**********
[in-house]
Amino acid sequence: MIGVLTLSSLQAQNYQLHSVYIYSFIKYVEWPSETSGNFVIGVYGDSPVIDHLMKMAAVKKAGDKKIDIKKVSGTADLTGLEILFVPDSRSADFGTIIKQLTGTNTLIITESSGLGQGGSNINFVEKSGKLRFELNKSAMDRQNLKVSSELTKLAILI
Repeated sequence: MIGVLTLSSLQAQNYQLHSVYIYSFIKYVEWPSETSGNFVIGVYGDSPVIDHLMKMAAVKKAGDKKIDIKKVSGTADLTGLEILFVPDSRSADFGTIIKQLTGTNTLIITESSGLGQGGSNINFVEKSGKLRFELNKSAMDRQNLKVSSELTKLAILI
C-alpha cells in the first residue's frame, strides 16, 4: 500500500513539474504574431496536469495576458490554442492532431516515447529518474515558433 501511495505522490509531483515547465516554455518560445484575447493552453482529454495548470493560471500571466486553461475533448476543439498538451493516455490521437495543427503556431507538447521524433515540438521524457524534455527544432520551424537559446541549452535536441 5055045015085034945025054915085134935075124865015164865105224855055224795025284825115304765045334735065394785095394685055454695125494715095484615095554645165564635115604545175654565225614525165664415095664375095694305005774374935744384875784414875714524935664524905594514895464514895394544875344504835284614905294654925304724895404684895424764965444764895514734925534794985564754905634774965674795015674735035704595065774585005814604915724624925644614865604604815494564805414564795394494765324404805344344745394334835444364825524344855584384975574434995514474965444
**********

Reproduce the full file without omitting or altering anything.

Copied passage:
[in-house]
Amino acid sequence: MIGVLTLSSLQAQNYQLHSVYIYSFIKYVEWPSETSGNFVIGVYGDSPVIDHLMKMAAVKKAGDKKIDIKKVSGTADLTGLEILFVPDSRSADFGTIIKQLTGTNTLIITESSGLGQGGSNINFVEKSGKLRFELNKSAMDRQNLKVSSELTKLAILI
Repeated sequence: MIGVLTLSSLQAQNYQLHSVYIYSFIKYVEWPSETSGNFVIGVYGDSPVIDHLMKMAAVKKAGDKKIDIKKVSGTADLTGLEILFVPDSRSADFGTIIKQLTGTNTLIITESSGLGQGGSNINFVEKSGKLRFELNKSAMDRQNLKVSSELTKLAILI
C-alpha cells in the first residue's frame, strides 16, 4: 500500500513539474504574431496536469495576458490554442492532431516515447529518474515558433 501511495505522490509531483515547465516554455518560445484575447493552453482529454495548470493560471500571466486553461475533448476543439498538451493516455490521437495543427503556431507538447521524433515540438521524457524534455527544432520551424537559446541549452535536441 5055045015085034945025054915085134935075124865015164865105224855055224795025284825115304765045334735065394785095394685055454695125494715095484615095554645165564635115604545175654565225614525165664415095664375095694305005774374935744384875784414875714524935664524905594514895464514895394544875344504835284614905294654925304724895404684895424764965444764895514734925534794985564754905634774965674795015674735035704595065774585005814604915724624925644614865604604815494564805414564795394494765324404805344344745394334835444364825524344855584384975574434995514474965444